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Showing posts by: Eliot Pattison click to see Eliot Pattison's profile
Mar 14 2017 1:00pm

Skeleton God as a Movie

Read Eliot Pattison's exclusive guest post about the illuminating process of adapting one of his novels for film, and then make sure to sign in and comment below for a chance to win a copy of the 9th Inspector Shan Tao Yun novel, Skeleton God!

Great pleasures always await me when I commence the year-long process of creating a new Inspector Shan story. The amazing melange of history, politics, culture, and religion in Shan’s world offer many rich ingredients to stir together for a new take on his life. Even when I finish one of his tales, those complex elements still elicit a surprising range of reactions and interpretations from readers.

A few years ago, two friends each offered suggestions for scripting a movie based on one of my novels. When I saw how remarkably different their approaches were, I began to realize that extrapolating my books into movie projects could be an enlightening exercise that might help me understand how various elements resonate differently with different observers. I was reminded of Martin Scorsese’s observation that “Movies touch our hearts and awaken our vision, and change the way we see things.” A good movie, like a good novel, should be truer than life itself—but it can awaken many personal versions of such truths. 

[Who would you cast in an Inspector Shan movie?]

Mar 7 2017 3:00pm

Q&A with Eliot Pattison, Author of Skeleton God

Eliot Pattison is an American international lawyer and award-winning author. His first book in the Inspector Shan Tao Yun series, The Skull Mantra, won the 2000 Edgar Award for Best First Novel. His latest, Skeleton God (available March 14, 2017), is the ninth Inspector Shan mystery.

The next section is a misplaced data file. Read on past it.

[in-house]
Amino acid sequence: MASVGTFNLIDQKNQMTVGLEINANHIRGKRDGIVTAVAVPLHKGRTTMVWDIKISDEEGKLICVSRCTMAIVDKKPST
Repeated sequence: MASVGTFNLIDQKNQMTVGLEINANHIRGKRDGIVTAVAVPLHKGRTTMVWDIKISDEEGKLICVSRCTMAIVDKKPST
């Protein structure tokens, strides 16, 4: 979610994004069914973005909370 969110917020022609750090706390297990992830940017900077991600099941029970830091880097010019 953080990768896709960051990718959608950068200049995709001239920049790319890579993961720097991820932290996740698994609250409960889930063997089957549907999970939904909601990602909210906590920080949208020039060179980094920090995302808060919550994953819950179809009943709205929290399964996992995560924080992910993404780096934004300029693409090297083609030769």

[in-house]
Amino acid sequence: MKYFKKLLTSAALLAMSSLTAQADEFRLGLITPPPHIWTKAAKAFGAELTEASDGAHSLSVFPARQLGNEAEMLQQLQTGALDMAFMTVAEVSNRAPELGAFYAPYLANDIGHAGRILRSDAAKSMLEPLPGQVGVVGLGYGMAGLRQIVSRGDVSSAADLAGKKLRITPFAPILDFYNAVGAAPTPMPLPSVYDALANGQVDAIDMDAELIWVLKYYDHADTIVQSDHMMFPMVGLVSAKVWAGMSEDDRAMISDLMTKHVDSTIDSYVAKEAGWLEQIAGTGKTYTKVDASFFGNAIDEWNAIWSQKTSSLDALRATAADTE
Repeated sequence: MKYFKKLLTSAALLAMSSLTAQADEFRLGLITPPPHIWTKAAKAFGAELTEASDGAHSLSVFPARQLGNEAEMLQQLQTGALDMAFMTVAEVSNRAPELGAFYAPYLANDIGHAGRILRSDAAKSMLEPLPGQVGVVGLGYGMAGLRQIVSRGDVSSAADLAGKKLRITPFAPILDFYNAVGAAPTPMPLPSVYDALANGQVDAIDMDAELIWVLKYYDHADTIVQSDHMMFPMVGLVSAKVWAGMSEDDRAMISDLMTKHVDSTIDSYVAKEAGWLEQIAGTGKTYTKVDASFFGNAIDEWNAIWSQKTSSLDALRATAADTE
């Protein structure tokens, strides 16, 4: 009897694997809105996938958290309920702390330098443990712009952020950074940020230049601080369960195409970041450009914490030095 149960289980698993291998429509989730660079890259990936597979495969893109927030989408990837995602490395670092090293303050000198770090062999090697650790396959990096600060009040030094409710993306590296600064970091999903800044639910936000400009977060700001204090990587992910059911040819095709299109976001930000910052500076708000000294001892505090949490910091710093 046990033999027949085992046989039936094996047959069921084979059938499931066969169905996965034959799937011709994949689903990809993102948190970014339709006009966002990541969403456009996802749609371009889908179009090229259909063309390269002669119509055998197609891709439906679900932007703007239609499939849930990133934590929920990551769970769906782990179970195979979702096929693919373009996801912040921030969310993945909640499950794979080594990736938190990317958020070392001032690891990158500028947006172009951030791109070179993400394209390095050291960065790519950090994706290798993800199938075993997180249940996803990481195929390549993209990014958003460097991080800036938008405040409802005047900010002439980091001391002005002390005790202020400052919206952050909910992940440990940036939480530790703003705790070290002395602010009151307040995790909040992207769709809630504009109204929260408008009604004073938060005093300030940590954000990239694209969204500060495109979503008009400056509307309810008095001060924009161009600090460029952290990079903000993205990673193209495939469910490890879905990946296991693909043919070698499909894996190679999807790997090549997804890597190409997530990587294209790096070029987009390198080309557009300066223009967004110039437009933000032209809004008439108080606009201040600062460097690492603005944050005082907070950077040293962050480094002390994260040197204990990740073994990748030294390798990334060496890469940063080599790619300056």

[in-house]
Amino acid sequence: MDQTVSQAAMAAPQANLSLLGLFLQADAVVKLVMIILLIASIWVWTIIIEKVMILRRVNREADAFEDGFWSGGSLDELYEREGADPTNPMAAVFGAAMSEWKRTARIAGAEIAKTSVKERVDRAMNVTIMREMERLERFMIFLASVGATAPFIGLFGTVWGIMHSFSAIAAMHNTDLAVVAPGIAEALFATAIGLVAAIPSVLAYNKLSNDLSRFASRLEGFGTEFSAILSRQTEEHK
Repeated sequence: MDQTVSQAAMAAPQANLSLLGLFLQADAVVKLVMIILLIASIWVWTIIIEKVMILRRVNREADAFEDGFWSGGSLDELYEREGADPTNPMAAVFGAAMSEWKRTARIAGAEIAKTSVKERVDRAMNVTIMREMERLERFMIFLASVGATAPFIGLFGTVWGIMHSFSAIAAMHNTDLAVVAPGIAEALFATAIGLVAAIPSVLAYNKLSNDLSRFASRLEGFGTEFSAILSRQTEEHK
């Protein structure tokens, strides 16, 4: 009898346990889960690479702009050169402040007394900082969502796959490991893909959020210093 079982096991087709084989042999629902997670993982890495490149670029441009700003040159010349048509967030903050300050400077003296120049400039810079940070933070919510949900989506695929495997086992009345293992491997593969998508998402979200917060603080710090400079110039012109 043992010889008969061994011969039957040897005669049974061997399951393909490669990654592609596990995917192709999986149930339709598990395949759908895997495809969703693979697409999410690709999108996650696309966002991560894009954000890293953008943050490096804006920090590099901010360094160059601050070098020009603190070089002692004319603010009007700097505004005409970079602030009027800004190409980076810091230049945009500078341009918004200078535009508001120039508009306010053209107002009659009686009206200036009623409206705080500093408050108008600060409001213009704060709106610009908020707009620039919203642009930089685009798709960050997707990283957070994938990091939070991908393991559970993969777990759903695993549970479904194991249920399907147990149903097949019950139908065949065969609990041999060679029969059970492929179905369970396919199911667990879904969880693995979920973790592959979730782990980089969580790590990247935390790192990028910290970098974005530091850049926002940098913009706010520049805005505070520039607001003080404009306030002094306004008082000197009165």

Recently, Mr. Pattison took time out of his busy schedule to answer some of CrimeHQ's questions about his legal background, his writing influences, and his latest Inspector Shan novel!

[Read the full Q&A below!]

Mar 6 2017 10:00am

Skeleton God: New Excerpt

Eliot Pattison

Skeleton God by Eliot Pattison is the 9th book in the Inspector Shan Tao Yun series (available March 14, 2017).

Shan Tao Yun, now the reluctant constable of a remote Tibetan town, has learned to expect the impossible at the roof of the world, but nothing has prepared him for his discovery when he investigates a report that a nun has been savagely assaulted by ghosts. In an ancient tomb by the old nun lies a gilded saint buried centuries earlier, flanked by the remains of a Chinese soldier killed fifty years before and an American man murdered only hours earlier. Shan is thrust into a maelstrom of intrigue and contradiction.

The Tibetans are terrified, the notorious Public Security Bureau wants nothing to do with the murders, and the army seems determined to just bury the dead again and Shan with them. No one wants to pursue the truth–except Shan, who finds himself in a violent collision between a heartbreaking, clandestine effort to reunite refugees from Tibet separated for decades and a covert corruption investigation that reaches to the top levels of the government in Beijing, China. The terrible secret Shan uncovers changes his town and his life forever.

[Read an excerpt from Skeleton God...]

Nov 25 2014 11:00am

Soul of the Fire: New Excerpt

Eliot Pattison

Soul of the Fire by Eliot Pattison is the 8th mystery featuring Inspector Shan Tau Yun where the former Beijing government investigator turns up in Tibet (available November 25, 2014).

When Shan Tao Yun and his old friend Lokesh are abruptly dragged away by Public Security, he is convinced that their secret, often illegal, support of struggling Tibetans has brought their final ruin. But his fear turns to confusion as he discovers he has been chosen to fill a vacancy on a special international commission investigating Tibetan suicides. Soon he finds that his predecessor was murdered, and when a monk sets himself on fire in front of the commissioners he realizes that the Commission is being used as a tool to whitewash Tibet’s self-immolation protests as acts of crime and terrorism. Shan faces an impossible dilemma when the Public Security officer who runs the Commission, Major Ren, orders the imprisoned Lokesh beaten to coerce Shan into following Beijing’s script for the Commission. He has no choice but to become part of the hated machine that is devouring Tibet, but when he discovers that the most recent immolation was actually another murder, he realizes the Commission itself is riddled with crime and intrigue.